Ozone layer
Earth's atmosphere and ozone layer diagram.Getty Images

In their first review in four years, the UN has confirmed today (10 September) that the fragile ozone layer is "well on track" for recovery by mid-century.

"The Earth's protective ozone layer is well on track to recovery in the next few decades... before mid-century in mid-latitudes and the Arctic, and somewhat later for the Antarctic ozone hole," read a statement from the report, which is co-produced by the UN Environment Programme (UNEP) and the World Meteorological Organisation (WMO).

UN officials noted in the report that without the landmark 1987 Montreal Protocol on Substances that Deplete the Ozone Layer, two million additional cases of skin cancer would have been registered by 2030 and the levels of ozone-damaging compounds would have increased tenfold by 2050.

"Now for the first time in this report we say that we see indications of a small increase in total ozone. That means recovery of the ozone layer in terms of total ozone has just started," said Geir Braathen, WMO senior scientific officer.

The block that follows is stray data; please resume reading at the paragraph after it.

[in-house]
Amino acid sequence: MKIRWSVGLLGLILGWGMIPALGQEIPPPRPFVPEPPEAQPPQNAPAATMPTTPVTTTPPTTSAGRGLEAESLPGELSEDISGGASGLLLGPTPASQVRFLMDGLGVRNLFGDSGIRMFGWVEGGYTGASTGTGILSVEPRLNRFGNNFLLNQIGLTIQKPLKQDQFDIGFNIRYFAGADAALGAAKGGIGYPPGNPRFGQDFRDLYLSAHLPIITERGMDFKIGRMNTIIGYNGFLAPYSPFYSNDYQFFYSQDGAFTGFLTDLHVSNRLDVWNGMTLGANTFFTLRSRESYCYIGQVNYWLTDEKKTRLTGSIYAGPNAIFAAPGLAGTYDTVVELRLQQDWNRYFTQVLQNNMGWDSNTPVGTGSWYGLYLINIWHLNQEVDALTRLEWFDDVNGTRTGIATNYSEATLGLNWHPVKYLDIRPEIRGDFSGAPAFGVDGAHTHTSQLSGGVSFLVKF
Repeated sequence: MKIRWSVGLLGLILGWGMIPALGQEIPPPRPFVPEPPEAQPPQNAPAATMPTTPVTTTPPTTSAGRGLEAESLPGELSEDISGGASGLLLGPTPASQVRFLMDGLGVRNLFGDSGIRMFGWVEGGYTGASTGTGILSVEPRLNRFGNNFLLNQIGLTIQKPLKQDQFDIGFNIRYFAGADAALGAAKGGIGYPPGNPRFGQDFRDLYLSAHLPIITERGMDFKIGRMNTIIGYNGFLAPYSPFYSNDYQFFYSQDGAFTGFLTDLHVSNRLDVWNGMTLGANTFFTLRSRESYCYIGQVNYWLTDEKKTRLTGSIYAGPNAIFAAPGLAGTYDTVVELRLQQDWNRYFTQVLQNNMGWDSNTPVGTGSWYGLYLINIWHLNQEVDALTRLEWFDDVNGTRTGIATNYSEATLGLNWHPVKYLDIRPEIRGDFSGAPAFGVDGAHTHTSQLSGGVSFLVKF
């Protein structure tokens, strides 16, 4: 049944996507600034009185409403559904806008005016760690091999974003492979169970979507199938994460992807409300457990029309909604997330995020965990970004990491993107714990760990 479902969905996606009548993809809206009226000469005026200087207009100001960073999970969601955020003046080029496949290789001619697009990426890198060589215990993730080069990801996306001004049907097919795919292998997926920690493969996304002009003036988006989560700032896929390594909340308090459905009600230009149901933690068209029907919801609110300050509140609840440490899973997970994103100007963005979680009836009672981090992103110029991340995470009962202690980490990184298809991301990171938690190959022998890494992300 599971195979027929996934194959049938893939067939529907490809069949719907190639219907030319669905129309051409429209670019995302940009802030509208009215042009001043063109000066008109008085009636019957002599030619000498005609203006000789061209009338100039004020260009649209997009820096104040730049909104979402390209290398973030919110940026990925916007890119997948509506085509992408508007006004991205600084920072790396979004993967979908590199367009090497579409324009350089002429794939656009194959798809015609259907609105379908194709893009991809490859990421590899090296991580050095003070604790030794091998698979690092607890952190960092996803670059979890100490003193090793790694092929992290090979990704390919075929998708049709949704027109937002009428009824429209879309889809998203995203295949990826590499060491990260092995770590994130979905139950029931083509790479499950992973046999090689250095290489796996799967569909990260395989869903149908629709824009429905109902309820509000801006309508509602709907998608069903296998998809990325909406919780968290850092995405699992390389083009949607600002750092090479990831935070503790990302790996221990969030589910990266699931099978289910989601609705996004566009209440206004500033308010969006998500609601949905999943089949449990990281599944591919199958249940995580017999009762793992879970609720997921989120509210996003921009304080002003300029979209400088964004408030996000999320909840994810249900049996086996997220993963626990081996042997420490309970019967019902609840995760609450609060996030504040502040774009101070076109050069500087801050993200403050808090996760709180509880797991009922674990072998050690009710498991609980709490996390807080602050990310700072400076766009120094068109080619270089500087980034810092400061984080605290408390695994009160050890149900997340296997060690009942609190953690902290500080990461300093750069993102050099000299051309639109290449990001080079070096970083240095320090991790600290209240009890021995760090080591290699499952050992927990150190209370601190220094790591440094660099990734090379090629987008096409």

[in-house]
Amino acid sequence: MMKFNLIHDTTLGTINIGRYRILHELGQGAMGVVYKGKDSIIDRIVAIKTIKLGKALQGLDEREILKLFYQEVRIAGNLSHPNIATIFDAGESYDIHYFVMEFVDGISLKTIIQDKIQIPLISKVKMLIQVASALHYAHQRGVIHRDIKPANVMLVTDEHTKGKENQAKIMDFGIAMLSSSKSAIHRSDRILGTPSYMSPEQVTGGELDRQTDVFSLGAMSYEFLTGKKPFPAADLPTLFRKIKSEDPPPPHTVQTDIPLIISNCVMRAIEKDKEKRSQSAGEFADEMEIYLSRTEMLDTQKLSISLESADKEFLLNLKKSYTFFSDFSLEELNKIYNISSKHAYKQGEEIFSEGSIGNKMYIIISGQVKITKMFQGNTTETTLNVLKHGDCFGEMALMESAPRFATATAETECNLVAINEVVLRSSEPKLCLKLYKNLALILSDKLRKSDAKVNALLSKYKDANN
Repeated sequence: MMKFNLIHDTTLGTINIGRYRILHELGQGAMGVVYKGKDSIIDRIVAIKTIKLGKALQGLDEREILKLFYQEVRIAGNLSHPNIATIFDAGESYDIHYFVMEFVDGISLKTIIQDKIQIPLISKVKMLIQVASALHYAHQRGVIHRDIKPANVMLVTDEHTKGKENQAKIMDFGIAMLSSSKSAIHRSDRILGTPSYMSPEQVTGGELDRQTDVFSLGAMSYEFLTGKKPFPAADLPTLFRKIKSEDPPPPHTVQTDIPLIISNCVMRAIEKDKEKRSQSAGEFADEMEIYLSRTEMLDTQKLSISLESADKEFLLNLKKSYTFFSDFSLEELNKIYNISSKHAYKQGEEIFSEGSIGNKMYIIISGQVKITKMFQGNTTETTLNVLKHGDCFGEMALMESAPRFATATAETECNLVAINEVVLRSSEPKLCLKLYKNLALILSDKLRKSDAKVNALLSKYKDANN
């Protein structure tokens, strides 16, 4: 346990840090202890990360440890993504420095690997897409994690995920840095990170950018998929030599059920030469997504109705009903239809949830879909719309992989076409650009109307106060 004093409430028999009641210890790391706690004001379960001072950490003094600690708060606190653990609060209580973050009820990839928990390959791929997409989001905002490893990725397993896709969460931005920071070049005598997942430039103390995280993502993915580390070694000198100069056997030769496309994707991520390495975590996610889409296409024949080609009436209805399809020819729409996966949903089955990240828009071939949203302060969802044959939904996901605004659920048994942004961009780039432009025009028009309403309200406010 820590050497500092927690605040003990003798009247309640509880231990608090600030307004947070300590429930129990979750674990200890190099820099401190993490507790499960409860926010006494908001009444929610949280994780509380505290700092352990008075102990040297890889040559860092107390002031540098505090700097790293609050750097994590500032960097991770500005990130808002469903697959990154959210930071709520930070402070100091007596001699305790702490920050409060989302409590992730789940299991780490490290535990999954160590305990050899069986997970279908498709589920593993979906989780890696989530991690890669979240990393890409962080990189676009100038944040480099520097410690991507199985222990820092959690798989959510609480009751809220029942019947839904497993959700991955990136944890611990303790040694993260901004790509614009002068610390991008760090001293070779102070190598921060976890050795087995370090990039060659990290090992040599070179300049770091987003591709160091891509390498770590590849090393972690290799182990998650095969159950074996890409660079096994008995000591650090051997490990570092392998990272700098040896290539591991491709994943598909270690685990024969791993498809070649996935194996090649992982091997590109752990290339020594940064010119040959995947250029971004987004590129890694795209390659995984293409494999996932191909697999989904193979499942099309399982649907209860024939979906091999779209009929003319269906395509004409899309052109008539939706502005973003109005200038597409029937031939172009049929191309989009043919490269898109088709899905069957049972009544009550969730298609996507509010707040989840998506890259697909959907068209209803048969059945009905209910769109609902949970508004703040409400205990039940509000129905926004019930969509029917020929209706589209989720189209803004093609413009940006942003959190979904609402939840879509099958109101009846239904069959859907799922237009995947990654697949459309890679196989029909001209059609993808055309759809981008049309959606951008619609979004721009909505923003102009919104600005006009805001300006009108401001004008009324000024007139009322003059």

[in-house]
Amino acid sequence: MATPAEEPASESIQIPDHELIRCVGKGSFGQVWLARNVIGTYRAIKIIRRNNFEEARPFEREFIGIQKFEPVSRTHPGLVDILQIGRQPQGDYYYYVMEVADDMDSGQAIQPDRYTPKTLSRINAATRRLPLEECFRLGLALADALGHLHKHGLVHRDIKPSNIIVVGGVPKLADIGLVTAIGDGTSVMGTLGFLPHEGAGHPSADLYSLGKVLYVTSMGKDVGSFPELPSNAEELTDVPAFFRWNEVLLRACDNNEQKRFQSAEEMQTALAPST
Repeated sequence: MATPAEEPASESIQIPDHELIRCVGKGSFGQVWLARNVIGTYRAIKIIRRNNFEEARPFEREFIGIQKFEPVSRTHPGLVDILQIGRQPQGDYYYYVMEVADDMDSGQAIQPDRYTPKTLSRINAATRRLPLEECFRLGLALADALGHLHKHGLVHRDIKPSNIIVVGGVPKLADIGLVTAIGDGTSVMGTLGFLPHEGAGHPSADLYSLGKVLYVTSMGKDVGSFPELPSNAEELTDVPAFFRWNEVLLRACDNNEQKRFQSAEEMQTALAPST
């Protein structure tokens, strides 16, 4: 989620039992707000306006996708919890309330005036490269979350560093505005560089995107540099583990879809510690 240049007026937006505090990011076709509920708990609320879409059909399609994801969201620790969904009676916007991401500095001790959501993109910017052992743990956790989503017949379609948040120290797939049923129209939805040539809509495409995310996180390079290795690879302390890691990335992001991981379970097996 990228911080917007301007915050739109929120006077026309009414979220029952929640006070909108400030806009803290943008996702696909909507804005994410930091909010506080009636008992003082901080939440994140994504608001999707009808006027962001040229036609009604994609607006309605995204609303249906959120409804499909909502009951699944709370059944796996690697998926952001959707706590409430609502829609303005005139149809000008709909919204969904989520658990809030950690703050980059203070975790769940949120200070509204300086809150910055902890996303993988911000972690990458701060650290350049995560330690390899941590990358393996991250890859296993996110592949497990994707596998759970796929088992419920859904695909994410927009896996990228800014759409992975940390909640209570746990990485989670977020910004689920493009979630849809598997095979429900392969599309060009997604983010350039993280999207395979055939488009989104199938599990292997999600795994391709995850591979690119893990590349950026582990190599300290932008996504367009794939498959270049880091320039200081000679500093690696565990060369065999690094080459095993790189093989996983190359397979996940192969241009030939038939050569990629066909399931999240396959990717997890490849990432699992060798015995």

The ozone layer is a natural protective shield for life on Earth that filters out harmful ultraviolet light from the Sun that can lead to skin cancer.

Ozone hole is a term that represents the annual thinning of the ozone layer over Antartica, mostly by manmade chlorine compounds, such as propellants found in hair sprays.

The report also confirmed that the ozone hole over Antarctica has stopped growing bigger every year, however, it will take a decade before it starts shrinking.

While UNEP chief Achim Steiner celebrated the Montreal Protocol, she noted that, "the challenges that we face are still huge. The success of the Montreal Protocol should encourage further action not only on the protection and recovery of the ozone layer but also on climate."

While the 110-page report authored by 200 scientists brought good news, it also carried some warnings pointing towards the rise of ozone-eroding compounds, like carbon tetrachloride and man-made nitrous oxide (N2O).

"International action on the ozone layer is a major environmental success story ... This should encourage us to display the same level of urgency and unity to tackle the even greater challenge of tackling climate change," said Michel Jarraud, WMO Secretary-General.